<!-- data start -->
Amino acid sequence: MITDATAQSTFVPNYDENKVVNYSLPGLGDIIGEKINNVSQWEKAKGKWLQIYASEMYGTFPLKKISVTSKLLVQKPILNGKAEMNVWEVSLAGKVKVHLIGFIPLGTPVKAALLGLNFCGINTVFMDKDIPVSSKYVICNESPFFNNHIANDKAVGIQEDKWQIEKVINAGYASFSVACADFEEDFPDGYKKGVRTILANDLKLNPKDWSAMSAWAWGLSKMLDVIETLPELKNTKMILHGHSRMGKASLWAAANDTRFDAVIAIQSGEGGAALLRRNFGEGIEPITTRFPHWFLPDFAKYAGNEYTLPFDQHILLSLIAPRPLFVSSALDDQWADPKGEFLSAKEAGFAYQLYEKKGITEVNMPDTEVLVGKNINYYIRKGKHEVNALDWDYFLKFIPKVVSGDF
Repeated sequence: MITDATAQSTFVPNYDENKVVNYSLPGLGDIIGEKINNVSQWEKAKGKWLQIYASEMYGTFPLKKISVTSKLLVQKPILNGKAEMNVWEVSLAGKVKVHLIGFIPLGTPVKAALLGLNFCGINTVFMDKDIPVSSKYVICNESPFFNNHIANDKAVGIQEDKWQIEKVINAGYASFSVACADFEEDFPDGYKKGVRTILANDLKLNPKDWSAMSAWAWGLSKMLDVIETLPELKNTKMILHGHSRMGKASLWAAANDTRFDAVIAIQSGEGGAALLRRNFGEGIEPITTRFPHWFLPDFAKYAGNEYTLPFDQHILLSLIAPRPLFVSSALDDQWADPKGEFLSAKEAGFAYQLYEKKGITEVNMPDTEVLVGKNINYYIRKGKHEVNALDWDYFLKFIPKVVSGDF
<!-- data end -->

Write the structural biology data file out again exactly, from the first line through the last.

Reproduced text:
Amino acid sequence: MITDATAQSTFVPNYDENKVVNYSLPGLGDIIGEKINNVSQWEKAKGKWLQIYASEMYGTFPLKKISVTSKLLVQKPILNGKAEMNVWEVSLAGKVKVHLIGFIPLGTPVKAALLGLNFCGINTVFMDKDIPVSSKYVICNESPFFNNHIANDKAVGIQEDKWQIEKVINAGYASFSVACADFEEDFPDGYKKGVRTILANDLKLNPKDWSAMSAWAWGLSKMLDVIETLPELKNTKMILHGHSRMGKASLWAAANDTRFDAVIAIQSGEGGAALLRRNFGEGIEPITTRFPHWFLPDFAKYAGNEYTLPFDQHILLSLIAPRPLFVSSALDDQWADPKGEFLSAKEAGFAYQLYEKKGITEVNMPDTEVLVGKNINYYIRKGKHEVNALDWDYFLKFIPKVVSGDF
Repeated sequence: MITDATAQSTFVPNYDENKVVNYSLPGLGDIIGEKINNVSQWEKAKGKWLQIYASEMYGTFPLKKISVTSKLLVQKPILNGKAEMNVWEVSLAGKVKVHLIGFIPLGTPVKAALLGLNFCGINTVFMDKDIPVSSKYVICNESPFFNNHIANDKAVGIQEDKWQIEKVINAGYASFSVACADFEEDFPDGYKKGVRTILANDLKLNPKDWSAMSAWAWGLSKMLDVIETLPELKNTKMILHGHSRMGKASLWAAANDTRFDAVIAIQSGEGGAALLRRNFGEGIEPITTRFPHWFLPDFAKYAGNEYTLPFDQHILLSLIAPRPLFVSSALDDQWADPKGEFLSAKEAGFAYQLYEKKGITEVNMPDTEVLVGKNINYYIRKGKHEVNALDWDYFLKFIPKVVSGDF